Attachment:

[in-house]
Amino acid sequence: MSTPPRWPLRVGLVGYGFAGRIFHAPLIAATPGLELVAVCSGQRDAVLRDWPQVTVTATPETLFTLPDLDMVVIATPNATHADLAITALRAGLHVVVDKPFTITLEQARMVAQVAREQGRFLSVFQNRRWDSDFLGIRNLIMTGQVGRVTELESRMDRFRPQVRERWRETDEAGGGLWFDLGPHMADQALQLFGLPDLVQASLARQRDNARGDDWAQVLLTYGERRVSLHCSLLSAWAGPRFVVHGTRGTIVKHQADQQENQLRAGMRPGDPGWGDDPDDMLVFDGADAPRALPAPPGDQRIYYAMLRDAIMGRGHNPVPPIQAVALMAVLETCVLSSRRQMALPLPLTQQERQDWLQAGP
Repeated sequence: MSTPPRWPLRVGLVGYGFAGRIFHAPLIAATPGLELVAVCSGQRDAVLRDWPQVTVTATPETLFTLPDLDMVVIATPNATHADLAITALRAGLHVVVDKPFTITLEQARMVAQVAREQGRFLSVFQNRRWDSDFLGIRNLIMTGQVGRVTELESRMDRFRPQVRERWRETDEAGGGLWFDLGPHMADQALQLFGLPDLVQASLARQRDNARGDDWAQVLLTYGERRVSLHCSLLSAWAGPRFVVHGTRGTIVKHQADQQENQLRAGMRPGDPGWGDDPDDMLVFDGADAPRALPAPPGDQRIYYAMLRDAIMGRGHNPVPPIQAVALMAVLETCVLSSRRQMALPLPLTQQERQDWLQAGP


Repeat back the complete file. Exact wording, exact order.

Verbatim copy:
[in-house]
Amino acid sequence: MSTPPRWPLRVGLVGYGFAGRIFHAPLIAATPGLELVAVCSGQRDAVLRDWPQVTVTATPETLFTLPDLDMVVIATPNATHADLAITALRAGLHVVVDKPFTITLEQARMVAQVAREQGRFLSVFQNRRWDSDFLGIRNLIMTGQVGRVTELESRMDRFRPQVRERWRETDEAGGGLWFDLGPHMADQALQLFGLPDLVQASLARQRDNARGDDWAQVLLTYGERRVSLHCSLLSAWAGPRFVVHGTRGTIVKHQADQQENQLRAGMRPGDPGWGDDPDDMLVFDGADAPRALPAPPGDQRIYYAMLRDAIMGRGHNPVPPIQAVALMAVLETCVLSSRRQMALPLPLTQQERQDWLQAGP
Repeated sequence: MSTPPRWPLRVGLVGYGFAGRIFHAPLIAATPGLELVAVCSGQRDAVLRDWPQVTVTATPETLFTLPDLDMVVIATPNATHADLAITALRAGLHVVVDKPFTITLEQARMVAQVAREQGRFLSVFQNRRWDSDFLGIRNLIMTGQVGRVTELESRMDRFRPQVRERWRETDEAGGGLWFDLGPHMADQALQLFGLPDLVQASLARQRDNARGDDWAQVLLTYGERRVSLHCSLLSAWAGPRFVVHGTRGTIVKHQADQQENQLRAGMRPGDPGWGDDPDDMLVFDGADAPRALPAPPGDQRIYYAMLRDAIMGRGHNPVPPIQAVALMAVLETCVLSSRRQMALPLPLTQQERQDWLQAGP